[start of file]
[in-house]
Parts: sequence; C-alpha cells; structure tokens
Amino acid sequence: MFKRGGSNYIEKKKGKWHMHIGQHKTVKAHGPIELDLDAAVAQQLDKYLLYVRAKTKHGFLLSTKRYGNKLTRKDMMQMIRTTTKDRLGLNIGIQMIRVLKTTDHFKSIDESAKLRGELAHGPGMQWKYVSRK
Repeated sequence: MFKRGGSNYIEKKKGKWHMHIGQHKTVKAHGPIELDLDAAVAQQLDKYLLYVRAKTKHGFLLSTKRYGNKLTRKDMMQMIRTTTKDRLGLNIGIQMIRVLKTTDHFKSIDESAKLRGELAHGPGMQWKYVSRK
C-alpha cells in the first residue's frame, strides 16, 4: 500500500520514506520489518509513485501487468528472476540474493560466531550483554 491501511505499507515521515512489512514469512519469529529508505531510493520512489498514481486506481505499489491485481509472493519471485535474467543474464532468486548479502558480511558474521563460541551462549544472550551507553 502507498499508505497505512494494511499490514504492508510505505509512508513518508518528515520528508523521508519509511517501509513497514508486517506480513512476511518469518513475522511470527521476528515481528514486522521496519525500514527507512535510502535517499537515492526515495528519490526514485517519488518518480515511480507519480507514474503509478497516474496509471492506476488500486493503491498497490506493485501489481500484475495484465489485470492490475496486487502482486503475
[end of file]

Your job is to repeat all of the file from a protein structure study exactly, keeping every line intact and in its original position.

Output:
[in-house]
Parts: sequence; C-alpha cells; structure tokens
Amino acid sequence: MFKRGGSNYIEKKKGKWHMHIGQHKTVKAHGPIELDLDAAVAQQLDKYLLYVRAKTKHGFLLSTKRYGNKLTRKDMMQMIRTTTKDRLGLNIGIQMIRVLKTTDHFKSIDESAKLRGELAHGPGMQWKYVSRK
Repeated sequence: MFKRGGSNYIEKKKGKWHMHIGQHKTVKAHGPIELDLDAAVAQQLDKYLLYVRAKTKHGFLLSTKRYGNKLTRKDMMQMIRTTTKDRLGLNIGIQMIRVLKTTDHFKSIDESAKLRGELAHGPGMQWKYVSRK
C-alpha cells in the first residue's frame, strides 16, 4: 500500500520514506520489518509513485501487468528472476540474493560466531550483554 491501511505499507515521515512489512514469512519469529529508505531510493520512489498514481486506481505499489491485481509472493519471485535474467543474464532468486548479502558480511558474521563460541551462549544472550551507553 502507498499508505497505512494494511499490514504492508510505505509512508513518508518528515520528508523521508519509511517501509513497514508486517506480513512476511518469518513475522511470527521476528515481528514486522521496519525500514527507512535510502535517499537515492526515495528519490526514485517519488518518480515511480507519480507514474503509478497516474496509471492506476488500486493503491498497490506493485501489481500484475495484465489485470492490475496486487502482486503475